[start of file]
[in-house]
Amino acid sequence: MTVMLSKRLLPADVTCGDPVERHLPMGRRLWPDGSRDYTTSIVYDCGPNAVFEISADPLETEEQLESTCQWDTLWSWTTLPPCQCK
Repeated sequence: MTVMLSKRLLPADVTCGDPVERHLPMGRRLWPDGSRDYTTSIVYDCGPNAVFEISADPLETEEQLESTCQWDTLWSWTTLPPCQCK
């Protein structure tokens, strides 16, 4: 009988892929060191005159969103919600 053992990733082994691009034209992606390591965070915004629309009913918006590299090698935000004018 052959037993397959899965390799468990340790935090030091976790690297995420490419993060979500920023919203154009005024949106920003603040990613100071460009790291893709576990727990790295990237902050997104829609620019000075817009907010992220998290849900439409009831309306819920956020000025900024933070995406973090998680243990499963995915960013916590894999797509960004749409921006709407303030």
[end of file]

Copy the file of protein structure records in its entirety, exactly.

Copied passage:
[in-house]
Amino acid sequence: MTVMLSKRLLPADVTCGDPVERHLPMGRRLWPDGSRDYTTSIVYDCGPNAVFEISADPLETEEQLESTCQWDTLWSWTTLPPCQCK
Repeated sequence: MTVMLSKRLLPADVTCGDPVERHLPMGRRLWPDGSRDYTTSIVYDCGPNAVFEISADPLETEEQLESTCQWDTLWSWTTLPPCQCK
């Protein structure tokens, strides 16, 4: 009988892929060191005159969103919600 053992990733082994691009034209992606390591965070915004629309009913918006590299090698935000004018 052959037993397959899965390799468990340790935090030091976790690297995420490419993060979500920023919203154009005024949106920003603040990613100071460009790291893709576990727990790295990237902050997104829609620019000075817009907010992220998290849900439409009831309306819920956020000025900024933070995406973090998680243990499963995915960013916590894999797509960004749409921006709407303030």